‘It takes ‘FIFA Samba’ to host Brazil WCup’

SAO PAULO, Nov 30, (AP): It takes a different kind of FIFA to organize the World Cup in a country such as Brazil. Secretary general Jerome Valcke calls it “FIFA Samba.”
Valcke said Friday the governing body had to change to be able to handle the complex task of hosting the World Cup in the continent-sized country. He says FIFA “became more flexible.”
Valcke said many of the challenges in Brazil are similar to the ones in South Africa, and are likely to be repeated when the World Cup goes to Russia in 2018 and Qatar in 2022.
He also said his criticism of Brazil’s preparations earlier this year had marked a turning point in the relationship between FIFA and the government, and that he doesn’t think next year’s Confederations Cup will be “a real rehearsal of the World Cup.”
On the eve of the Confederations Cup draw in Sao Paulo, Valcke said FIFA quickly realized that it needed a different approach to dealing with Brazil’s complex government structure and the intricacies of the country.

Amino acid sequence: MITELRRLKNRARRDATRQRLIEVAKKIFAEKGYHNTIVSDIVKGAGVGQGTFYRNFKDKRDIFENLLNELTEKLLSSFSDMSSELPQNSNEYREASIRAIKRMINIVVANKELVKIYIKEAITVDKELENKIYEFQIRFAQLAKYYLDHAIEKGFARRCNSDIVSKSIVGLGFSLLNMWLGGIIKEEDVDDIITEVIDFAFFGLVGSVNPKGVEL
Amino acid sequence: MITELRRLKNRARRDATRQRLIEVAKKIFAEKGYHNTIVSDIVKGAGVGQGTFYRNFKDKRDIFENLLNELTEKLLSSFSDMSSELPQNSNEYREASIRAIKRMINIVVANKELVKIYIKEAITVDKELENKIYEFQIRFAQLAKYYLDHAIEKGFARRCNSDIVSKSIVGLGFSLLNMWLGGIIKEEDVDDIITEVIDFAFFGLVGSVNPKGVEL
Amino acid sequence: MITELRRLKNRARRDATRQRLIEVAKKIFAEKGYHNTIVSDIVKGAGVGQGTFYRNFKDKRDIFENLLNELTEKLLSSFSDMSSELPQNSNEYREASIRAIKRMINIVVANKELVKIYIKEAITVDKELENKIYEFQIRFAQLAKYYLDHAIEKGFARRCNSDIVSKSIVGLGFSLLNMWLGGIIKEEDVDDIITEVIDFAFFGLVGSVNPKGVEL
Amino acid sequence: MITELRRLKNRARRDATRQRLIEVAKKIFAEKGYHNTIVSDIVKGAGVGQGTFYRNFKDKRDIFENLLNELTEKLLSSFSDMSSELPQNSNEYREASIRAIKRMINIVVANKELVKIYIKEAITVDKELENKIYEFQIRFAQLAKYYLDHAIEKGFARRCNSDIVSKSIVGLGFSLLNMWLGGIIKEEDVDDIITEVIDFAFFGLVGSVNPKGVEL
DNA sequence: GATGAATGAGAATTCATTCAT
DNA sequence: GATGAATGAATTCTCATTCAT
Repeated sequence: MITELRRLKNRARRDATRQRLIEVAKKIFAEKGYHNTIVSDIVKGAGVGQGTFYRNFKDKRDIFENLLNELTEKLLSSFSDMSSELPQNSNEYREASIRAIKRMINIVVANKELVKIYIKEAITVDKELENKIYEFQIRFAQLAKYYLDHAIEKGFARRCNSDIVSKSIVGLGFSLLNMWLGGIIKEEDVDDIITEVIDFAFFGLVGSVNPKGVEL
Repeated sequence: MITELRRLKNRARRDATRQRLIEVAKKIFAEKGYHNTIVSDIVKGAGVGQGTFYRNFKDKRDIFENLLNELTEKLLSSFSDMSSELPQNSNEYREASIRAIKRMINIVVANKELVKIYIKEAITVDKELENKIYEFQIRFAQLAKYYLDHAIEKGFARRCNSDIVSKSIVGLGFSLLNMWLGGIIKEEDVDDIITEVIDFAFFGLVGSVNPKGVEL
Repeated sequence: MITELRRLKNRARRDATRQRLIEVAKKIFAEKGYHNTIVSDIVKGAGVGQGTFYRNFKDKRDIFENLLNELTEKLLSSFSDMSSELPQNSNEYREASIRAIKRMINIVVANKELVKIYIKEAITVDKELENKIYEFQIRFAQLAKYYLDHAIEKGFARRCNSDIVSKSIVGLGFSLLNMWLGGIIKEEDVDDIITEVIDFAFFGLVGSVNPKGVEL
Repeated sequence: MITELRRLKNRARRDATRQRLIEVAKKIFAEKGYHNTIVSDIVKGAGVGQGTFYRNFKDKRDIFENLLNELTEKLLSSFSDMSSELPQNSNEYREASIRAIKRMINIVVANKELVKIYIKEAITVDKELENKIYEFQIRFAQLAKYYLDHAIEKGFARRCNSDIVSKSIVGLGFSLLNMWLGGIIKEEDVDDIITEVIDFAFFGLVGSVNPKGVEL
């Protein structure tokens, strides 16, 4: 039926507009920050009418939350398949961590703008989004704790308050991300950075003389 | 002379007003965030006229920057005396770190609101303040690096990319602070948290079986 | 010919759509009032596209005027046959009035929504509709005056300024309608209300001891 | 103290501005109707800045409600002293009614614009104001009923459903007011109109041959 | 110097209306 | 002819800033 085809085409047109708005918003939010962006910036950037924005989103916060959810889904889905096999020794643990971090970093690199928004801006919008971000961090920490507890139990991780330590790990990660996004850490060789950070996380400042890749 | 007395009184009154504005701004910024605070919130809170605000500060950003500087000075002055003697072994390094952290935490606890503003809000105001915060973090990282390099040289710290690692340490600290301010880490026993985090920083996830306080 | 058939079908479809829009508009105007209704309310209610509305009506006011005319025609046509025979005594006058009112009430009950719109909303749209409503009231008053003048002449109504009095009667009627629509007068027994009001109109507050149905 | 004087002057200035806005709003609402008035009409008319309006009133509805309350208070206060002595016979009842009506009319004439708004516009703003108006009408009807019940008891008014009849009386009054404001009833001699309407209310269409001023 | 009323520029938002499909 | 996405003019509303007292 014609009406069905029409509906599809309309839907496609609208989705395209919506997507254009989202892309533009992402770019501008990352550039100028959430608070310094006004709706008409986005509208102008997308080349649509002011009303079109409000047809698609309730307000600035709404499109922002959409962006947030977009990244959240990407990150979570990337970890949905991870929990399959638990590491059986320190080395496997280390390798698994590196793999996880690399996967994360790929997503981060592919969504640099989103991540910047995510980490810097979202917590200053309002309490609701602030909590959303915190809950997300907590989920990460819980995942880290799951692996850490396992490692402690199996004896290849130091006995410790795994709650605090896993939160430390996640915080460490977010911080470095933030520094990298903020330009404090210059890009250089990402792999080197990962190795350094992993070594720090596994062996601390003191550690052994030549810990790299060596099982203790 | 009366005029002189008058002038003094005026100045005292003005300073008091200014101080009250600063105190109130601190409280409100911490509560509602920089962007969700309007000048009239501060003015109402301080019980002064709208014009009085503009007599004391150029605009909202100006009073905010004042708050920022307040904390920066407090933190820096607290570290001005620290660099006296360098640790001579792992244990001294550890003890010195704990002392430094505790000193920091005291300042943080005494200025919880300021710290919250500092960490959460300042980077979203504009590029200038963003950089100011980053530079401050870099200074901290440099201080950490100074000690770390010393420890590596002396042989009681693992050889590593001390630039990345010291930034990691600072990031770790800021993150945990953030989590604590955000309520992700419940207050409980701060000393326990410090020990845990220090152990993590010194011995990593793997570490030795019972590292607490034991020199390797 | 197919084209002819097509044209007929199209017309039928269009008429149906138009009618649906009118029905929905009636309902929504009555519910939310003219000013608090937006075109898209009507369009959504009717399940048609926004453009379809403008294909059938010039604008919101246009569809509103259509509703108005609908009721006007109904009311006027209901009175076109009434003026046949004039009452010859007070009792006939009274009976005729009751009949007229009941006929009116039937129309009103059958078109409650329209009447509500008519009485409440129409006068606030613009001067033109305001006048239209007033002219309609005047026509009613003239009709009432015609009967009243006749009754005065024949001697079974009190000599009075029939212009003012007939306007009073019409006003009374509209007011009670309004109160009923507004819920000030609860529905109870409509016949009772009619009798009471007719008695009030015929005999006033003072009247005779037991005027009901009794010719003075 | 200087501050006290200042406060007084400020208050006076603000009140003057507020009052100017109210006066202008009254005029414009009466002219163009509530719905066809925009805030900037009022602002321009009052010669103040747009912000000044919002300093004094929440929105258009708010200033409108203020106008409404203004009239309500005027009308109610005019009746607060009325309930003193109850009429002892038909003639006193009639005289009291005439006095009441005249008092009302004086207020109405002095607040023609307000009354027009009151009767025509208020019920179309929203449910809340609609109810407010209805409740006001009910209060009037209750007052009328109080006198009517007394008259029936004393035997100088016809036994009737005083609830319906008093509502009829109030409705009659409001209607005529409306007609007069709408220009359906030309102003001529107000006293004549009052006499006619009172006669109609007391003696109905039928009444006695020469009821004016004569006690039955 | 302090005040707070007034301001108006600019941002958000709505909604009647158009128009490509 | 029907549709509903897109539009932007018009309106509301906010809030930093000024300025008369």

He said the need to change became clear when FIFA paid a visit after Brazil won the right in 2007 to host the World Cup - and heard a worrisome message from the future hosts.
“We arrived in Brazil saying, ‘OK, we know how to organize the World Cup, that’s us,’” he said. “And Brazil was saying, ‘Sorry, sorry, we know what’s football and you will not tell us how to make it.”
FIFA knew it would need to adapt to make it work.
“Then we became a FIFA Samba,” he said. “We become more flexible.”


He said it was hard to deal with Brazil’s three levels of governments to get projects under way, as each level - the federal, state and municipal - is responsible for a different area.
“In one meeting you have three different meetings, your work is a bit more difficult,” Valcke said. “When you give a World Cup seven years in advance, you never think about that, I’m not talking about us, but most of the people, they don’t think about this, they say, ‘Oh, we have seven years, it’s more than enough.’” Valcke said his harsh criticism of Brazil’s preparations at the beginning of the year forced both sides to try to find a way to move forward.
“Due to my words we reached a level where we were going nowhere,” Valcke said.
“My words created a war in a way,” he said. “It took time. It took a long, long time to digest what I said. I have to recognize that Brazil did a lot, it came a long way to say, ‘OK, let’s meet all of us, sit around the table and see how it works.’”
He said the parties moved on and the relationship improved significantly, as did the country’s preparations.
 



  



 

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